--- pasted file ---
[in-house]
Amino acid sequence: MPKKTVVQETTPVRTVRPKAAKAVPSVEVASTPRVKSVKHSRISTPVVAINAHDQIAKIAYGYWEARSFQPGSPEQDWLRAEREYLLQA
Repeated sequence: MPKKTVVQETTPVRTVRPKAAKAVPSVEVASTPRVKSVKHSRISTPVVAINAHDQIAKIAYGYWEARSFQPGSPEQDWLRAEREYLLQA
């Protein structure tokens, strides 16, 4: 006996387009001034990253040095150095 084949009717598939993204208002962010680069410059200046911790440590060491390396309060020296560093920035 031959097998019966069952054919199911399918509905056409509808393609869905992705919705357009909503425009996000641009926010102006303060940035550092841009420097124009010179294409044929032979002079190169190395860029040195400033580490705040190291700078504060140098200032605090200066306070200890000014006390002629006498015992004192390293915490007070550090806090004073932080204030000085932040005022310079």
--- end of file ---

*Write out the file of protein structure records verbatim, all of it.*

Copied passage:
[in-house]
Amino acid sequence: MPKKTVVQETTPVRTVRPKAAKAVPSVEVASTPRVKSVKHSRISTPVVAINAHDQIAKIAYGYWEARSFQPGSPEQDWLRAEREYLLQA
Repeated sequence: MPKKTVVQETTPVRTVRPKAAKAVPSVEVASTPRVKSVKHSRISTPVVAINAHDQIAKIAYGYWEARSFQPGSPEQDWLRAEREYLLQA
């Protein structure tokens, strides 16, 4: 006996387009001034990253040095150095 084949009717598939993204208002962010680069410059200046911790440590060491390396309060020296560093920035 031959097998019966069952054919199911399918509905056409509808393609869905992705919705357009909503425009996000641009926010102006303060940035550092841009420097124009010179294409044929032979002079190169190395860029040195400033580490705040190291700078504060140098200032605090200066306070200890000014006390002629006498015992004192390293915490007070550090806090004073932080204030000085932040005022310079």